Step back in time and imagine gardens from different eras and serving a wide variety of needs. Also, as we explore gardens, don’t just use your eyes. Engage all your senses.


If there were sprouts and blooms in the greater Seattle/Tacoma area, we found them! Summer Academy campers traveled near and far to unearth the most amazing natural treasures. We visited the very first, original community garden in the United States, right here in the Wedgewood District of Seattle. Picardo Farm was established over 100 years ago and continues to produce a vast volume of veggies and fruit for the community it serves.

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Inspired by all the beautiful vegetables we saw, we spent a day in the kitchen whipping up some noodle-less zucchini lasagna and a vat of vichyssoise, also known as potato and leek soup




Powells Wood offered us an opportunity to meander garden after garden with beautiful hedges, trees, shrubs and perennials. The lilies were over four feet tall!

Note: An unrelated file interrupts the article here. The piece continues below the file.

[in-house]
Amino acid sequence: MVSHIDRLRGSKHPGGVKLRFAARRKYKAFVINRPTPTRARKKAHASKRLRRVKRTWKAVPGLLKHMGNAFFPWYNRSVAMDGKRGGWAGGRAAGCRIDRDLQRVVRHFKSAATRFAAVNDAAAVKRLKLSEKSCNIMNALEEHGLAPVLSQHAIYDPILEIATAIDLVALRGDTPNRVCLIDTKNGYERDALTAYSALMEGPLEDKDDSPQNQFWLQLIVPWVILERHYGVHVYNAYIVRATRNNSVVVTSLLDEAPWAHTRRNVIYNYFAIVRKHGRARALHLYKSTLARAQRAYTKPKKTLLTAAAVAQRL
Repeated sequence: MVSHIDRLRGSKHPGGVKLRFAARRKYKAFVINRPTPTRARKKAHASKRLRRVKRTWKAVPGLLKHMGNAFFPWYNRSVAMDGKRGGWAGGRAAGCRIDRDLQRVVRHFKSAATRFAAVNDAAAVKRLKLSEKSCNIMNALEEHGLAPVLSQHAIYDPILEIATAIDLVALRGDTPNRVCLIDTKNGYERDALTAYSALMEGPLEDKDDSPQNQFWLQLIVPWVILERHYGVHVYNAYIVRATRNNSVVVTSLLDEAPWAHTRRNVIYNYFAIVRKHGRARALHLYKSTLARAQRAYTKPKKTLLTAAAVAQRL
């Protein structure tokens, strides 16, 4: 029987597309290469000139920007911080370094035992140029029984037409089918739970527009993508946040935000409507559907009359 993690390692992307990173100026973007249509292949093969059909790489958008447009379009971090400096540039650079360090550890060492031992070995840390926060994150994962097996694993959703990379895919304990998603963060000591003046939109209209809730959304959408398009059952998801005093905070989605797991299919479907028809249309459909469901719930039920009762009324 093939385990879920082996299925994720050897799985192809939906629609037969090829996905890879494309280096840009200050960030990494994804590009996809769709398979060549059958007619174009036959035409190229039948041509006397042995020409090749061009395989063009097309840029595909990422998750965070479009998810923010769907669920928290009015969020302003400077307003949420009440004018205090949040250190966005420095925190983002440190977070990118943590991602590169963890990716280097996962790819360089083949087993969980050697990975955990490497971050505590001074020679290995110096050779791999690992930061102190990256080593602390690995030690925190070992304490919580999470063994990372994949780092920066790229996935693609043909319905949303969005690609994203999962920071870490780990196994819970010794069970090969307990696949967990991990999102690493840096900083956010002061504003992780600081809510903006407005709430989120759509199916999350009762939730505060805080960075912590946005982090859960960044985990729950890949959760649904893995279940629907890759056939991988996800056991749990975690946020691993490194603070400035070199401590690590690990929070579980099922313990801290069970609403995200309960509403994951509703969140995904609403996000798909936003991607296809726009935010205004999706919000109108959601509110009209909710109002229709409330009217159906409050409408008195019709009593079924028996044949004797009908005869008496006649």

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The landscape and gardens at Lakewold on the shores of Gravelly Lake in Lakewood introduced us to a more dramatic backdrop with architectural features designed by world-renowned names such as Frederick Law Olmsted and Thomas Church.


The Ethel Dupar Fragrant Garden was a real highlight of our week, with a personal tour guided by the Master Gardener at Seattle Lighthouse for the Blind, Helen. We smelled and tasted and touched and listened, all while enjoying the sights.




Finally, at the Knuckeberg Botanic Garden in Shoreline, campers followed trails that took us through gnome villages, secret niches, and wooded gardens with amazing sculptures, including the huge Wood Wave that invited all to get up close and personal.

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